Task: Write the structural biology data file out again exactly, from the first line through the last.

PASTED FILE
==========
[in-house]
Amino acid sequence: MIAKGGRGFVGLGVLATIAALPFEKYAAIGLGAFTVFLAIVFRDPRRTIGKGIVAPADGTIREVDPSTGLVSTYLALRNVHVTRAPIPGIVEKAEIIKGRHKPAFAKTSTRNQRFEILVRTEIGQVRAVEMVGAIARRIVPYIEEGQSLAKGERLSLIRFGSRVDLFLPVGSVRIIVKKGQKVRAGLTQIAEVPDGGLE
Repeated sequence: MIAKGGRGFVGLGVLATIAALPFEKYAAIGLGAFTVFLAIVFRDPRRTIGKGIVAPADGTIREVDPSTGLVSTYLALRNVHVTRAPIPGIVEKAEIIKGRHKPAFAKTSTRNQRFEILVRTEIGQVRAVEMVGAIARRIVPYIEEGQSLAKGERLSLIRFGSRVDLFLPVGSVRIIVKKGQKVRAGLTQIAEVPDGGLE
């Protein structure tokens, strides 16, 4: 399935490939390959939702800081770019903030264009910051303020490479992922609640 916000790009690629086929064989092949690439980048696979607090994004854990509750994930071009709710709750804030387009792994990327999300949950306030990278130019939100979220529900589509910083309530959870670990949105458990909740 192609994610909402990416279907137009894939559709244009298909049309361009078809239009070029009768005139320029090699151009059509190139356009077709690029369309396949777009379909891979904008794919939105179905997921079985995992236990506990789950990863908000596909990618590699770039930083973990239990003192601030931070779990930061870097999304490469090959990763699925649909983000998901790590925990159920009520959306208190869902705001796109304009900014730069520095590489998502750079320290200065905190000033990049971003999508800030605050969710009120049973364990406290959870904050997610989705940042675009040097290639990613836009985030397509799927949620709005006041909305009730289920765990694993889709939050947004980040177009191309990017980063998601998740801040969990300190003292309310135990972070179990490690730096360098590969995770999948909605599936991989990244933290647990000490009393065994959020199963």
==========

[in-house]
Amino acid sequence: MIAKGGRGFVGLGVLATIAALPFEKYAAIGLGAFTVFLAIVFRDPRRTIGKGIVAPADGTIREVDPSTGLVSTYLALRNVHVTRAPIPGIVEKAEIIKGRHKPAFAKTSTRNQRFEILVRTEIGQVRAVEMVGAIARRIVPYIEEGQSLAKGERLSLIRFGSRVDLFLPVGSVRIIVKKGQKVRAGLTQIAEVPDGGLE
Repeated sequence: MIAKGGRGFVGLGVLATIAALPFEKYAAIGLGAFTVFLAIVFRDPRRTIGKGIVAPADGTIREVDPSTGLVSTYLALRNVHVTRAPIPGIVEKAEIIKGRHKPAFAKTSTRNQRFEILVRTEIGQVRAVEMVGAIARRIVPYIEEGQSLAKGERLSLIRFGSRVDLFLPVGSVRIIVKKGQKVRAGLTQIAEVPDGGLE
């Protein structure tokens, strides 16, 4: 399935490939390959939702800081770019903030264009910051303020490479992922609640 916000790009690629086929064989092949690439980048696979607090994004854990509750994930071009709710709750804030387009792994990327999300949950306030990278130019939100979220529900589509910083309530959870670990949105458990909740 192609994610909402990416279907137009894939559709244009298909049309361009078809239009070029009768005139320029090699151009059509190139356009077709690029369309396949777009379909891979904008794919939105179905997921079985995992236990506990789950990863908000596909990618590699770039930083973990239990003192601030931070779990930061870097999304490469090959990763699925649909983000998901790590925990159920009520959306208190869902705001796109304009900014730069520095590489998502750079320290200065905190000033990049971003999508800030605050969710009120049973364990406290959870904050997610989705940042675009040097290639990613836009985030397509799927949620709005006041909305009730289920765990694993889709939050947004980040177009191309990017980063998601998740801040969990300190003292309310135990972070179990490690730096360098590969995770999948909605599936991989990244933290647990000490009393065994959020199963």